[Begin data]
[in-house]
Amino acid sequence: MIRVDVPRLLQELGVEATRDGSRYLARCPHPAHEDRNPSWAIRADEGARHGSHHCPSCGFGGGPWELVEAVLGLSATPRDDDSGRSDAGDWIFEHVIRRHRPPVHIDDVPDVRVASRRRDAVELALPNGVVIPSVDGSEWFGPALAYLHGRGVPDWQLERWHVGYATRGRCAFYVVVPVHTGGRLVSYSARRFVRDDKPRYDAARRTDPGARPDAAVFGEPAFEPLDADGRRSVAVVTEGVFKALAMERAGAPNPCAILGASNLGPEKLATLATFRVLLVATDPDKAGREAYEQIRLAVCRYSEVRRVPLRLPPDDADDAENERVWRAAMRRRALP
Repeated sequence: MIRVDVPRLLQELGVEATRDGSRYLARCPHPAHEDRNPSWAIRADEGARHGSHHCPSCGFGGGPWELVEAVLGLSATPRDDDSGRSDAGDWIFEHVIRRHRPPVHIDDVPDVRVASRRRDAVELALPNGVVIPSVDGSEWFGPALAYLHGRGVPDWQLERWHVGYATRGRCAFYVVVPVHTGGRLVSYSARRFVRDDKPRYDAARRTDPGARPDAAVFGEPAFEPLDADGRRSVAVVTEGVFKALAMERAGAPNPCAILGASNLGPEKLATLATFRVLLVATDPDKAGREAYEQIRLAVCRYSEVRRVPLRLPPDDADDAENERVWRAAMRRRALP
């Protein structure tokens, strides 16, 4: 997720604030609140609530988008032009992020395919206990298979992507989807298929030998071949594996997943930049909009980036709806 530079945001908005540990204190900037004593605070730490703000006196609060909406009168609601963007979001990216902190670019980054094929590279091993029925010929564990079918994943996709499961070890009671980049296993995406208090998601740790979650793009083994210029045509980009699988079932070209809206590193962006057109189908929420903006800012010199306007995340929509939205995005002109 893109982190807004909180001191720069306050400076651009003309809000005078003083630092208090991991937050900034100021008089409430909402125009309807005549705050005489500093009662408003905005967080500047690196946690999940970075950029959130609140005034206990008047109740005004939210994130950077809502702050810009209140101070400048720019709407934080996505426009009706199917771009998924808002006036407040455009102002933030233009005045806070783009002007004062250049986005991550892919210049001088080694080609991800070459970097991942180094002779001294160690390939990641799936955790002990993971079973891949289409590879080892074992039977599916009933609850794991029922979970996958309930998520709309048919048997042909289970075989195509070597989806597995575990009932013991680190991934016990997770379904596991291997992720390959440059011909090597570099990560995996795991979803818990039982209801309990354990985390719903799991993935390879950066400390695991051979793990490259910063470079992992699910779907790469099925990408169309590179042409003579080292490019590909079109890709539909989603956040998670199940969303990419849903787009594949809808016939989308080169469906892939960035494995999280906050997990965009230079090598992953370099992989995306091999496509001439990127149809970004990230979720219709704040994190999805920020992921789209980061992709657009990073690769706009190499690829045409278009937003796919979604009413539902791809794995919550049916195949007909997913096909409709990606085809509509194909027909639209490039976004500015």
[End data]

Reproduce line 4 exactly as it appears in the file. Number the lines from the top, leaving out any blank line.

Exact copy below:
């Protein structure tokens, strides 16, 4: 997720604030609140609530988008032009992020395919206990298979992507989807298929030998071949594996997943930049909009980036709806 530079945001908005540990204190900037004593605070730490703000006196609060909406009168609601963007979001990216902190670019980054094929590279091993029925010929564990079918994943996709499961070890009671980049296993995406208090998601740790979650793009083994210029045509980009699988079932070209809206590193962006057109189908929420903006800012010199306007995340929509939205995005002109 893109982190807004909180001191720069306050400076651009003309809000005078003083630092208090991991937050900034100021008089409430909402125009309807005549705050005489500093009662408003905005967080500047690196946690999940970075950029959130609140005034206990008047109740005004939210994130950077809502702050810009209140101070400048720019709407934080996505426009009706199917771009998924808002006036407040455009102002933030233009005045806070783009002007004062250049986005991550892919210049001088080694080609991800070459970097991942180094002779001294160690390939990641799936955790002990993971079973891949289409590879080892074992039977599916009933609850794991029922979970996958309930998520709309048919048997042909289970075989195509070597989806597995575990009932013991680190991934016990997770379904596991291997992720390959440059011909090597570099990560995996795991979803818990039982209801309990354990985390719903799991993935390879950066400390695991051979793990490259910063470079992992699910779907790469099925990408169309590179042409003579080292490019590909079109890709539909989603956040998670199940969303990419849903787009594949809808016939989308080169469906892939960035494995999280906050997990965009230079090598992953370099992989995306091999496509001439990127149809970004990230979720219709704040994190999805920020992921789209980061992709657009990073690769706009190499690829045409278009937003796919979604009413539902791809794995919550049916195949007909997913096909409709990606085809509509194909027909639209490039976004500015």